View Full Version : Return to Shangri La

10-14-2013, 01:35 AM
I posted a heavily processed poorly backlit photo of this Juggernaut of a waterfall a few weeks ago.
I went back today at a better time with even shaded light.
This waterfall is a monster, Flat out the best waterfall in the Columbia Gorge area and it is relatively unknown.
It is in my backyard and I only heard about it a month ago.
This is FF 16mm if that gives you an idea of how big this is.
I am standing on a ledge trying to keep the lens clean!

16mm, iso100, f16, 1/2 sec., D800, Grad filter

DSC_8696bp.jpg (http://www.birdphotographers.net/forums/attachment.php?attachmentid=133553&stc=1&d=1381732361)

Don Nelson
10-15-2013, 12:42 AM
Well done, Dan!
I like the colors in the growth surrounding. No blue or cyan cast in this one!
Do you have any with a slightly faster shutter speed -- ~1/10 to 1/15? I prefer just a little more definition in my water (fall pictures). But it does have a nice dreamy effect as taken.

Roger Clark
10-15-2013, 09:42 AM
Hi Dan,

You have so many waterfalls! (I used to live in Seattle)

Beautiful image and nice exposure, but I feel that it is cut off at the top. Do your have an image with more on the top, or could make a mosaic? I would also darken the lower left foreground a tad.


Anette Mossbacher
10-16-2013, 04:46 PM
Hi Dan,

fantastic place & image. I love those to tree at the RHS of the falls, just a pity that they are cut off. Would love to them full size beside the falls. Vertical would here maybe an option too! Next time, please :bg3:
The processing is very nice done in this one. I also do not see a blue cast :w3

Have a nice eve


Diane Miller
10-17-2013, 10:45 AM
Very nice -- I'm a sucker for waterfalls. I had the same thought as Roger, although I realize there might have been distractions there (so often the case).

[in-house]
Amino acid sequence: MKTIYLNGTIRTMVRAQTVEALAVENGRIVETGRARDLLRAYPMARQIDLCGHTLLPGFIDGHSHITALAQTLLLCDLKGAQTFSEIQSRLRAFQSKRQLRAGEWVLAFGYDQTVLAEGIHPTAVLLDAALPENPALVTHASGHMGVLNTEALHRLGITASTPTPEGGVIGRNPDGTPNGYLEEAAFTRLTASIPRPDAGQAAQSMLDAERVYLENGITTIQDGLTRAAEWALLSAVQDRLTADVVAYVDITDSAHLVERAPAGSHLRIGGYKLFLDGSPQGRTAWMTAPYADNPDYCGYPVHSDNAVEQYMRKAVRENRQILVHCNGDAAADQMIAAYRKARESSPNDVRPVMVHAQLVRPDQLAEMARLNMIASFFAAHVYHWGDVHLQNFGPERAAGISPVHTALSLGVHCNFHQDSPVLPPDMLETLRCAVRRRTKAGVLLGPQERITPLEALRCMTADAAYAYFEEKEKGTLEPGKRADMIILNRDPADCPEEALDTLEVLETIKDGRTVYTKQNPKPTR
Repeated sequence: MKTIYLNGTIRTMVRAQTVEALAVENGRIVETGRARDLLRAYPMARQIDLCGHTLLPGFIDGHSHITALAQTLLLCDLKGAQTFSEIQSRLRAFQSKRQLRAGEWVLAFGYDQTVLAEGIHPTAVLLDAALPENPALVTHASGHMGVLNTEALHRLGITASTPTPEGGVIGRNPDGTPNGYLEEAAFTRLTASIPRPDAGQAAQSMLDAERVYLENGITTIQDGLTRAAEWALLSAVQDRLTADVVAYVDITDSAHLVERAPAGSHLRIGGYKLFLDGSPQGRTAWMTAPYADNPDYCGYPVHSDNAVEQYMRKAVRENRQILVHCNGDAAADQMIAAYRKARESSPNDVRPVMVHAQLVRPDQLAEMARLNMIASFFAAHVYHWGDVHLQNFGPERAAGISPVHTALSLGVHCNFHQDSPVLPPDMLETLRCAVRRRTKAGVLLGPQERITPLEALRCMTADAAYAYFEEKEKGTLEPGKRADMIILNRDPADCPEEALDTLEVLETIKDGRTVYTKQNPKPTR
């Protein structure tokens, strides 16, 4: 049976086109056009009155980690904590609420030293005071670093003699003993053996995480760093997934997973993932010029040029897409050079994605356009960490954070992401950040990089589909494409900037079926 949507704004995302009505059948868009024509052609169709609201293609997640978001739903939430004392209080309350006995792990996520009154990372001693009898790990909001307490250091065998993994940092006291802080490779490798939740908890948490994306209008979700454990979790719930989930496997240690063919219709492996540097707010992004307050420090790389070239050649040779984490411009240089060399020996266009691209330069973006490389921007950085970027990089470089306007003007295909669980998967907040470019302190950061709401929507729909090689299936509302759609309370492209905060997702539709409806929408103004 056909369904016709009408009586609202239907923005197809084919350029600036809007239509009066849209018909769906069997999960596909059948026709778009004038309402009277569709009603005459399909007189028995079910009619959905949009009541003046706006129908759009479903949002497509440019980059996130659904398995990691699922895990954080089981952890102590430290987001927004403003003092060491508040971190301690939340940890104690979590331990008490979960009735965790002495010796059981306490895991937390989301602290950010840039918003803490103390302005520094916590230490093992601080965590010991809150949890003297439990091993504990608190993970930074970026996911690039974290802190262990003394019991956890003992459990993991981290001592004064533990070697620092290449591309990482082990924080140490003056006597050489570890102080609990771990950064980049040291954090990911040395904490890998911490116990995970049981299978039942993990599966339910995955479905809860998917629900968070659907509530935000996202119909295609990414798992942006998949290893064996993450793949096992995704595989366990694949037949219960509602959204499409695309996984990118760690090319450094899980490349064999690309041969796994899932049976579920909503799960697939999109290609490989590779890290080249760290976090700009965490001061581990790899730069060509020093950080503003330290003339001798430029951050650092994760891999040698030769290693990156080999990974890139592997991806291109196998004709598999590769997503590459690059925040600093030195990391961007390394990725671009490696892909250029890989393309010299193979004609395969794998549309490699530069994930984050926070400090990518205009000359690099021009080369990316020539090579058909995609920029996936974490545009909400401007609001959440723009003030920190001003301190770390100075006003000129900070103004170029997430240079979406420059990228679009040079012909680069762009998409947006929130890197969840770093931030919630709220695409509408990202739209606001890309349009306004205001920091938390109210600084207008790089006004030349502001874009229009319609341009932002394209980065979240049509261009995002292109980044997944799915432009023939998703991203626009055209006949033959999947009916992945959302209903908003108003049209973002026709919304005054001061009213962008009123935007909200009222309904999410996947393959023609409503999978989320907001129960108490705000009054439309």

When I can't fit in a scene, even at wide angle, I'll shoot a 2 or 3 frame panorama (vertical or horizontal) and stitch it. PS does a very nice job of that. The only tricky part is, with wide angle encompassing so much FG, it's necessary to get the lens at the nodal point to eliminate parallax. Or a tilt-shift lens is a better option.

Lots of info online about that. Really Right Stuff makes a lightweight nodal slider and the last time I looked they had good information on their web site.

Roman Kurywczak
10-17-2013, 11:51 AM
Hey Dan,
gives a great sense of vertigo! I can see this as a pano....and I usually love to see the tops too.....but then the falls may get lost or it will probably introduce more unwanted elements.....so I am OK with this as presented. Diffused light makes a world of difference with falls!

Andrew McLachlan
10-18-2013, 03:32 PM
Hi Dan, I love this as is...more on top might be a nice addition but may introduce the sky peeking through trees...I am interested in seeing more of the little cascade below the falls. Is there any chance that you could get out onto that exposed dirt in the lower right. I think if you could you would be able to include more of the little cascade in the image...just a thought.

Morkel Erasmus
10-19-2013, 05:05 AM
I like this framed as is, Dan, but more at the top certainly won't hurt. I agree you can tone down FG (and perhaps water?) brightness a tad.
Your waterfall photo processing has certainly come a long way - this looks dreamy and luminous while still appearing sharp with good contrast.